Posted February 18, 2010 at 2:28 pm | Permalink

    Think Progress has something today about Obama’s Stimulus Package:

    Yesterday marked the one-year anniversary of the day that President Obama signed the American Recovery and Reinvestment Act (ARRA, i.e. the stimulus) into law. “One year later, it is largely thanks to the Recovery Act that a second depression is no longer a possibility,” said Obama. “So far, the Recovery Act is responsible for the jobs of about 2 million Americans who would otherwise be unemployed. These aren’t just our numbers; these are the estimates of independent, nonpartisan economists across the spectrum.” Indeed, as the New York Times’ David Leonhardt detailed, “perhaps the best-known economic research firms are IHS Global Insight, Macroeconomic Advisers and Moody’s Economy.com. They all estimate that the bill has added 1.6 million to 1.8 million jobs so far and that its ultimate impact will be roughly 2.5 million jobs.” The nonpartisan Congressional Budget Office, meanwhile, estimates that the stimulus saved or created between 800,000 and 2.4 million jobs. The gross domestic product also grew at an inflation-adjusted annual rate of 5.7 percent last quarter, much of which can be attributed to the stimulus package. “The economy has shed some three million jobs over the past year, but it would have lost closer to five million without stimulus,” said Mark Zandi, chief economist at Moody’s Economy.com and former adviser to Sen. John McCain’s (R-AZ) presidential campaign. “The economy is still struggling, but it would have been much worse without stimulus.” However, Republicans are using the Recovery Act’s anniversary as an opportunity to continue making false claims and clouding public perception regarding its effectiveness.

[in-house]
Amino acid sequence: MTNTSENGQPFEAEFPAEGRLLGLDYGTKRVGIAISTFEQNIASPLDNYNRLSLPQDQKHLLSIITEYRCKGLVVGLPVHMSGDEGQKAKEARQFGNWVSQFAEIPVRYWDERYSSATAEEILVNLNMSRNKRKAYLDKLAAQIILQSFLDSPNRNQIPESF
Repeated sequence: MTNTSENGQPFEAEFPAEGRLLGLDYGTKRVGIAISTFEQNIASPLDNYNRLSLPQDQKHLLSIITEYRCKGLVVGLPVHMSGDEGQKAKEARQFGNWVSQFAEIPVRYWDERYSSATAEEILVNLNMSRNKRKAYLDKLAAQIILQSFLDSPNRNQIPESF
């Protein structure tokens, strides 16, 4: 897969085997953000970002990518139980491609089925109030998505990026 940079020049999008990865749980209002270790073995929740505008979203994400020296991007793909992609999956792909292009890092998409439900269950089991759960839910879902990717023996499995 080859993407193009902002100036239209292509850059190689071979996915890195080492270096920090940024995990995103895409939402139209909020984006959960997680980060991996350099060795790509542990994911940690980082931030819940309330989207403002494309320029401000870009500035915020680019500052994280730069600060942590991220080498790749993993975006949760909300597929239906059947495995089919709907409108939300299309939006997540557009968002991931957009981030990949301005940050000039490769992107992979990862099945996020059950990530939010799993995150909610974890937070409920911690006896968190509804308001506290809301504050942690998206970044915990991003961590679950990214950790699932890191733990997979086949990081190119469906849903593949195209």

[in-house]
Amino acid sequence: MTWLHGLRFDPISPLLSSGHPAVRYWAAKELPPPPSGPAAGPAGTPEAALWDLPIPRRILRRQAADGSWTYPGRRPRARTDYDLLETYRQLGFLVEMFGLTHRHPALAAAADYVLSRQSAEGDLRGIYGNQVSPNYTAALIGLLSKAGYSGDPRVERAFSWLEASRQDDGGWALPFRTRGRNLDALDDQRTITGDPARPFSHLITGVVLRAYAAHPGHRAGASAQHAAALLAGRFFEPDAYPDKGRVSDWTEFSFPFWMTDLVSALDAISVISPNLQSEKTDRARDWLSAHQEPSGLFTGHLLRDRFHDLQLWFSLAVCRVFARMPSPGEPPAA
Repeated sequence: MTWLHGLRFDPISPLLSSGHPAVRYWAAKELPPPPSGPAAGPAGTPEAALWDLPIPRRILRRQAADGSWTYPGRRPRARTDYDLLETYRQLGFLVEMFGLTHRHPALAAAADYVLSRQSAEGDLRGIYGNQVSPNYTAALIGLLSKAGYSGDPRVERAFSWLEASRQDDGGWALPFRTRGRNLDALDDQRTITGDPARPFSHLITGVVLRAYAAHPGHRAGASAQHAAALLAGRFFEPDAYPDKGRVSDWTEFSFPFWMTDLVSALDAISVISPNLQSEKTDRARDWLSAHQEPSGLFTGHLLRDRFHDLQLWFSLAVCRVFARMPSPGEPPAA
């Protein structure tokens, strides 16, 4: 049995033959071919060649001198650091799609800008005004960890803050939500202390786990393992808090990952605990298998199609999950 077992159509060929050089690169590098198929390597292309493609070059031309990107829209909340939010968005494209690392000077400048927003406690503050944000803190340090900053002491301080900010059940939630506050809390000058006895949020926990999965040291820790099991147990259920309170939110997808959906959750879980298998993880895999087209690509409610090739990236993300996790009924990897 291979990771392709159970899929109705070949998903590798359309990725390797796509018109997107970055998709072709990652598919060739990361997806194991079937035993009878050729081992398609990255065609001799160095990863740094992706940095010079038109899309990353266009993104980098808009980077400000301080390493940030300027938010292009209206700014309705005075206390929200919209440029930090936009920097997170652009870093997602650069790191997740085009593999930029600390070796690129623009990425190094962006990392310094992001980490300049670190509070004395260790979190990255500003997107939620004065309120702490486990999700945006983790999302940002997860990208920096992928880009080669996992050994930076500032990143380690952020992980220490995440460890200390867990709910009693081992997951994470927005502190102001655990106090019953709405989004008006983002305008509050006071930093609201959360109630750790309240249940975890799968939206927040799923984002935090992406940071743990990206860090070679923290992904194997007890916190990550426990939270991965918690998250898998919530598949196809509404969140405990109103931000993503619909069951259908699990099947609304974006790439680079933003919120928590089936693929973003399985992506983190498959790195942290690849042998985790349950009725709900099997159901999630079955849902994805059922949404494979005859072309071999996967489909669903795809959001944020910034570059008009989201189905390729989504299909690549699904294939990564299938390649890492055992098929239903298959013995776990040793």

GOP HYPOCRISY: “One year later, one thing is clear: the stimulus bill has failed,” said Rep. Mike Pence (R-IN), while Senate Majority Leader Mitch McConnell (R-KY) added, “This was not the plan Americans asked for or the results they were promised.” However, Republicans are not so down on the stimulus when it comes to trumpeting money in their home states and districts. A new report by The Progress Report released yesterday documents 110 Republicans — more than half of the GOP caucus — who are “guilty of stimulus hypocrisy,” as they voted against the act but have since claimed credit for its benefits or asked for more funding. For instance, McConnell has returned to Kentucky to brag about money for the Blue Grass Army Depot; Rep. Steve King (R-IA) “issued an upbeat statement” about stimulus dollars dedicated to widening U.S. Highway 20 in Iowa; and Rep. Eric Cantor (R-VA) has hosted multiple job fairs populated by stimulus recipients looking to hire. Plus, the Wall Street Journal reported that ” ;more than a dozen Republican lawmakers supported stimulus-funding requests submitted to the Department of Labor, the Environmental Protection Agency and the Forest Service.” As MSNBC’s Rachel Maddow put it, “[O]n policy terms, [Republicans] have been caught bragging on the stimulus as good policy.” However, Republicans are steadfastly refusing to concede that their actions are hypocritical, with Sen. John Cornyn (R-TX) writing that there is nothing wrong with trying to claim stimulus money if Democrats are “hellbent to spend the money anyway.”